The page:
Seeing Through the Eyes of a Child: Confidence Isn’t Given. It’s Attained Through Accomplishment

By Peggy Laurent, Head of The Langley School’s Lower School

When you take the time to look, you see amazing things! In my experience, when you are lucky enough to view something through the eyes of a child, you get to see it with “fresh eyes” as we like to say at The Langley School.

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Reading: How It Shapes All of Us

By Jessica Robinson, Grade 3 Teacher and Language Arts Co-Department Chair at The Langley School, and Parent of Three Langley Students

“All that I hope to say in books, all that I ever hope to say, is that I love the world.” -E.B. White

Reading is not a chore, an obligation, or an assignment; it is a window into our understanding of the world.

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What Do Your Kids Do After School from 3:00 to 6:00 p.m.?

By LaToya Needham, Director of Extended Day

I hear many parents evaluating and considering what is best for their child after school between the critical hours of 3:00 p.m. and 6:00 p.m. The end of the school day hits and parents consider things like: Continue reading

Setting Off the “Light Bulbs:” A Collaborative Two-Week Mini-Mester

By Shannon Eagan, Langley Middle School Social Studies Teacher

When offered the opportunity to engage our eighth-graders in a two-week, cross-curricular program requiring working with my amazing colleagues and incorporating field trips, outside speakers, math, art, technology, engineering, writing, and my specific discipline, social studies, my answer was a resounding “yes!” In my four years at Langley, one of a multitude of favorite aspects about the community here is the connectedness between the faculty and our collaborative efforts. It is all in the tireless endeavor to have each student achieve that proverbial “light bulb” moment. These moments happen when their excitement about learning consumes their conversations at home, in the lunchroom, and at recess. It seems to occur suddenly and independently the moment that they make powerful and intricate connections between a To Kill a Mockingbird quote and the persecution of the Rohingya peoples. The moment when they connect the study of genetic mutations and the need for design thinking. It is both exhilarating and motivating to collaborate with colleagues who all have the same vision to “set off the light bulbs!” Continue reading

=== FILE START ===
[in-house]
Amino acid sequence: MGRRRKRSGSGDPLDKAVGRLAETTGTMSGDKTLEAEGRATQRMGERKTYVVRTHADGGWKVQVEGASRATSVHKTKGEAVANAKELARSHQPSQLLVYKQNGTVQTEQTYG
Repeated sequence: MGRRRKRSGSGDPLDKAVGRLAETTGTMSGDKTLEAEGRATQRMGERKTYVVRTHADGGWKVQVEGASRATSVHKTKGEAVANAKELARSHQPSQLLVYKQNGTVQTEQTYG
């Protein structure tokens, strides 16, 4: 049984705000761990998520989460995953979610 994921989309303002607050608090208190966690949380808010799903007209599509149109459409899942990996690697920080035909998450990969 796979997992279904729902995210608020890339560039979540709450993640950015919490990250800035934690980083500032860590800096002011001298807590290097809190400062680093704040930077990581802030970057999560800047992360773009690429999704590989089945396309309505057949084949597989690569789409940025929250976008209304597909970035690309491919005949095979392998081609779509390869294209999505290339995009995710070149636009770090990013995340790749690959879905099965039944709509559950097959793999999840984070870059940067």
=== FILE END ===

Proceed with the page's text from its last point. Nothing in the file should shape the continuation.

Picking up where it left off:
Spread “Love” This Holiday Season

By Leni G., Seventh-Grade Student at The Langley School

Langley Students Support Love, Not Hate” is a campaign I started with two Langley friends after the inspiring words of a teacher. On Monday, October 29, Mr. McKinney, my former science teacher, gave a speech at our Monday morning meeting. Each Monday morning, our Middle School sits as a group and discusses upcoming events or goals for the week. As it was two days after the synagogue shooting in Pittsburgh, not everyone was as cheerful as usual. Mr. McKinney addressed this, and explained to all of us how lucky we are to all be so fortunate and the amount of gratitude we should have every single day.